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NVIDIA GeForce GTX 295

2 x 240sp, 2 x 896MB, 2 x 448-bit.

February 27, 2009



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Architecture and features

We cannot tell you anything interesting here, GT200b GPUs do not differ from GT200 ones, except for smaller surface and lower power consumption. GT200 architecture was announced last summer. And if we take into account that it's actually the improved G8x/G9x architecture, it appeared even earlier -- in 2006. The main difference between G92 and G80 was the 65nm process technology, GT200 featured mostly quantitative changes, and GT200b is no different from GT200. You can read about it in our previous articles.

Prior to the rollout there appeared information in the Internet that the dual-GT200b card would consist of two GT200 GPUs with just as many execution units as in a couple of GeForce GTX 260 cards. But NVIDIA decided to equip the GTX 295 with sterling GT200 GPUs (240 ALUs and 80 texture units each). However, they preserved memory configuration from GTX 260 -- 448-bit bus and 896MB of GDDR3 memory per GPU. Just like the GTX 260, each GPU in the GTX 295 uses only seven wide ROPs out of eight available in the chip, which gives us 56 ROPs.

Clock rates of the GPU match those of the single GeForce GTX 260 completely. Frequency of the GPU, TMUs and ROPs equals 576MHz, and stream processors operate at 1242MHz. GDDR3 memory works at 1000(2000) MHz.

Like a previous NVIDIA's dual-GPU solution (GeForce 9800 GX2), the new GeForce GTX 295 uses two PCBs. This design offers better characteristics than others. That is each GPU is mounted on its own PCB. This design has the following advantages: each GPU heats only one PCB; the cooler chills both GPUs simultaneously, unlike GeForce 7950 GX2, which uses two cooling systems. The cooler has been improved since the 9800 GX2 times, it has acquired new characteristics to dissipate almost 1.5 times as much heat as the previous dual-GPU model.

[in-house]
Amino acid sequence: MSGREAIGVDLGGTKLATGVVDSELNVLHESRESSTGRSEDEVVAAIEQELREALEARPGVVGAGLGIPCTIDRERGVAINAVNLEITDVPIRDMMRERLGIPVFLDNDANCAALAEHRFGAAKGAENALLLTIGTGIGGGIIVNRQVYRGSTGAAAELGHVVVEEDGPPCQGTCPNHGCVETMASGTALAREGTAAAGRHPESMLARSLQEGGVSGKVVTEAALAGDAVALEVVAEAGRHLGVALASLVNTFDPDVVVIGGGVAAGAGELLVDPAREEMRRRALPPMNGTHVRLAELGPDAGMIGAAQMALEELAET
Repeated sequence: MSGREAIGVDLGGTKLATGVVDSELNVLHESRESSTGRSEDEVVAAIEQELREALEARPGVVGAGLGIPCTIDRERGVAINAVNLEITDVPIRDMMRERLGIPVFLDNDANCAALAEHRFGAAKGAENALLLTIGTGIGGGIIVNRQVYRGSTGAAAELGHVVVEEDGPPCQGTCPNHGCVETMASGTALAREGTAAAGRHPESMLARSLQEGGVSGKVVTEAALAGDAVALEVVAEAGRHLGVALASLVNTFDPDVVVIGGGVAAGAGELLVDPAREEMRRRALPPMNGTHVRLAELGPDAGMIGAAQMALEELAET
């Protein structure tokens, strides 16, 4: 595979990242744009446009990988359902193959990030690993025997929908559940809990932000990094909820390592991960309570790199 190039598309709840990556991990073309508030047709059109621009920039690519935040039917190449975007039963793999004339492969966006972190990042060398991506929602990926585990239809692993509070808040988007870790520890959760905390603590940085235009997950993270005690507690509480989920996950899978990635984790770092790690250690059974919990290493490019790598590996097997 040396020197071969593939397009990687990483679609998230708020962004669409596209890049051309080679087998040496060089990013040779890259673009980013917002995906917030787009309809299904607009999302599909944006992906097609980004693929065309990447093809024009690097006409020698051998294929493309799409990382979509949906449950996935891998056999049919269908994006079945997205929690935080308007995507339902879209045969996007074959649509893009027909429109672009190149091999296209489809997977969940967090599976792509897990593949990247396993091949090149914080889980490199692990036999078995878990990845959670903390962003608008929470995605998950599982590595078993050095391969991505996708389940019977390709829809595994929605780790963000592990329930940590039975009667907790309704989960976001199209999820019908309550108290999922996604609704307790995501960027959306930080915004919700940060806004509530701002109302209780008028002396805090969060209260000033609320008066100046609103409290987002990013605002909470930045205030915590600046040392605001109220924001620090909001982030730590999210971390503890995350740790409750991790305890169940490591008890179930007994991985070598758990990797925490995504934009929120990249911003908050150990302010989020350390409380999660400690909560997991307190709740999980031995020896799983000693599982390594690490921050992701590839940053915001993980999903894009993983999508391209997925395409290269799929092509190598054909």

Maximum power consumption of GeForce GTX 295 amounts to 289W, which is similar to that of RADEON HD 4870 X2 (286W). The card requires two power connectors: 6-pin and 8-pin ones. And a power supply unit for a single GeForce GTX 295 should be at least 680W.

A few words about peculiarities of the multi-GPU operation. As in all previous dual-GPU solutions, a special chip is installed between the GPUs to connect them. In this case we have nForce 200 (BR-04) that supports a necessary number of lanes for three PCI-E 2.0 ports. Sixteen PCI-E 2.0 lanes are assigned to each GPU, and as many lanes are used to exchange data between a motherboard and this graphics card.

This PCI-E bridge was installed on the previous dual-GPU product. Besides, nForce 200 was also offered as an alternative SLI solution for motherboards with the Intel X58 chipset.

GeForce GTX 295 operates as a dual-GPU system, but the SLI technology allows to join two such cards. This configuration is called Quad SLI. The modern implementation of Quad SLI uses pure AFR for all four GPUs, when four frames are processed simultaneously. This mode significantly accelerates the frame rate, up to 80-90% per each GPU doubling.